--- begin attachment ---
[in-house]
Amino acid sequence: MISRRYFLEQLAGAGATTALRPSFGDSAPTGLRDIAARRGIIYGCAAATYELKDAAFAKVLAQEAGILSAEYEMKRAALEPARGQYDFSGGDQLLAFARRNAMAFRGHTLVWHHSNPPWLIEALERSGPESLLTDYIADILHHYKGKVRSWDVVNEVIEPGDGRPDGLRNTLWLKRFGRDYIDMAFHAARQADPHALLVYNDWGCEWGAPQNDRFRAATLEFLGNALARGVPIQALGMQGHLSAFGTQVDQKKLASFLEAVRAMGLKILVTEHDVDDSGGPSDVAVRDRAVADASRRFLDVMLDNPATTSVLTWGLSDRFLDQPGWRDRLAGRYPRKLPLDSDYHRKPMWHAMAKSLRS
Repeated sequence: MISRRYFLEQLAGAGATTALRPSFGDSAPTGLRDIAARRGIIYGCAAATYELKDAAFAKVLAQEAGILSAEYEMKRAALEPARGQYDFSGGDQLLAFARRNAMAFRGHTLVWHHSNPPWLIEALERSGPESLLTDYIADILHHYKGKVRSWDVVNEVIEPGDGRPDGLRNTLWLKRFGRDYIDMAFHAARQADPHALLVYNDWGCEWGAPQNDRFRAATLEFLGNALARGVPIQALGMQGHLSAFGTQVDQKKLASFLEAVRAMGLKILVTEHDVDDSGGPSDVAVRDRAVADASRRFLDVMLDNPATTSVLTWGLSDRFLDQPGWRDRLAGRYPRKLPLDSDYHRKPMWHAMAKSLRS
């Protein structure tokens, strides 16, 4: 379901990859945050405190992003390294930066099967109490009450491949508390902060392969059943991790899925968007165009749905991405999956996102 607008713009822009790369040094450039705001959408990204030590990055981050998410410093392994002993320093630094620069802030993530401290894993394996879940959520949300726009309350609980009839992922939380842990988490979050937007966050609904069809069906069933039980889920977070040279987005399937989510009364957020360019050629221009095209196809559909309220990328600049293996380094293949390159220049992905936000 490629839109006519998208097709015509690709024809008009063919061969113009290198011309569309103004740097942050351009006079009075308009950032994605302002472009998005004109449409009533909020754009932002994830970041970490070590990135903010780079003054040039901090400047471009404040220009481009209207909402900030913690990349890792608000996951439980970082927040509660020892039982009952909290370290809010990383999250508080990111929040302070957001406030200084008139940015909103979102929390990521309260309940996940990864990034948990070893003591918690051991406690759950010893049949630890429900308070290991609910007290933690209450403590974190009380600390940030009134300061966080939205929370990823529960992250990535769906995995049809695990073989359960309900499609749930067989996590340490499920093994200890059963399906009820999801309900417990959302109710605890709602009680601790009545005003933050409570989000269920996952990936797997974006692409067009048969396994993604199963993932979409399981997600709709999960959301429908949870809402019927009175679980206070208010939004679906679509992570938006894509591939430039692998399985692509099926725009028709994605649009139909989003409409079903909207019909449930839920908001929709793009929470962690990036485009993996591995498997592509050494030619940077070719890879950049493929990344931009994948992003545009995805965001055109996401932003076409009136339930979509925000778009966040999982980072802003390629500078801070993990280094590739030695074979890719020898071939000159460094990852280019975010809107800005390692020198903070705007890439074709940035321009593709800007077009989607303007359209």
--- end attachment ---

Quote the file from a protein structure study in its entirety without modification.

[in-house]
Amino acid sequence: MISRRYFLEQLAGAGATTALRPSFGDSAPTGLRDIAARRGIIYGCAAATYELKDAAFAKVLAQEAGILSAEYEMKRAALEPARGQYDFSGGDQLLAFARRNAMAFRGHTLVWHHSNPPWLIEALERSGPESLLTDYIADILHHYKGKVRSWDVVNEVIEPGDGRPDGLRNTLWLKRFGRDYIDMAFHAARQADPHALLVYNDWGCEWGAPQNDRFRAATLEFLGNALARGVPIQALGMQGHLSAFGTQVDQKKLASFLEAVRAMGLKILVTEHDVDDSGGPSDVAVRDRAVADASRRFLDVMLDNPATTSVLTWGLSDRFLDQPGWRDRLAGRYPRKLPLDSDYHRKPMWHAMAKSLRS
Repeated sequence: MISRRYFLEQLAGAGATTALRPSFGDSAPTGLRDIAARRGIIYGCAAATYELKDAAFAKVLAQEAGILSAEYEMKRAALEPARGQYDFSGGDQLLAFARRNAMAFRGHTLVWHHSNPPWLIEALERSGPESLLTDYIADILHHYKGKVRSWDVVNEVIEPGDGRPDGLRNTLWLKRFGRDYIDMAFHAARQADPHALLVYNDWGCEWGAPQNDRFRAATLEFLGNALARGVPIQALGMQGHLSAFGTQVDQKKLASFLEAVRAMGLKILVTEHDVDDSGGPSDVAVRDRAVADASRRFLDVMLDNPATTSVLTWGLSDRFLDQPGWRDRLAGRYPRKLPLDSDYHRKPMWHAMAKSLRS
């Protein structure tokens, strides 16, 4: 379901990859945050405190992003390294930066099967109490009450491949508390902060392969059943991790899925968007165009749905991405999956996102 607008713009822009790369040094450039705001959408990204030590990055981050998410410093392994002993320093630094620069802030993530401290894993394996879940959520949300726009309350609980009839992922939380842990988490979050937007966050609904069809069906069933039980889920977070040279987005399937989510009364957020360019050629221009095209196809559909309220990328600049293996380094293949390159220049992905936000 490629839109006519998208097709015509690709024809008009063919061969113009290198011309569309103004740097942050351009006079009075308009950032994605302002472009998005004109449409009533909020754009932002994830970041970490070590990135903010780079003054040039901090400047471009404040220009481009209207909402900030913690990349890792608000996951439980970082927040509660020892039982009952909290370290809010990383999250508080990111929040302070957001406030200084008139940015909103979102929390990521309260309940996940990864990034948990070893003591918690051991406690759950010893049949630890429900308070290991609910007290933690209450403590974190009380600390940030009134300061966080939205929370990823529960992250990535769906995995049809695990073989359960309900499609749930067989996590340490499920093994200890059963399906009820999801309900417990959302109710605890709602009680601790009545005003933050409570989000269920996952990936797997974006692409067009048969396994993604199963993932979409399981997600709709999960959301429908949870809402019927009175679980206070208010939004679906679509992570938006894509591939430039692998399985692509099926725009028709994605649009139909989003409409079903909207019909449930839920908001929709793009929470962690990036485009993996591995498997592509050494030619940077070719890879950049493929990344931009994948992003545009995805965001055109996401932003076409009136339930979509925000778009966040999982980072802003390629500078801070993990280094590739030695074979890719020898071939000159460094990852280019975010809107800005390692020198903070705007890439074709940035321009593709800007077009989607303007359209």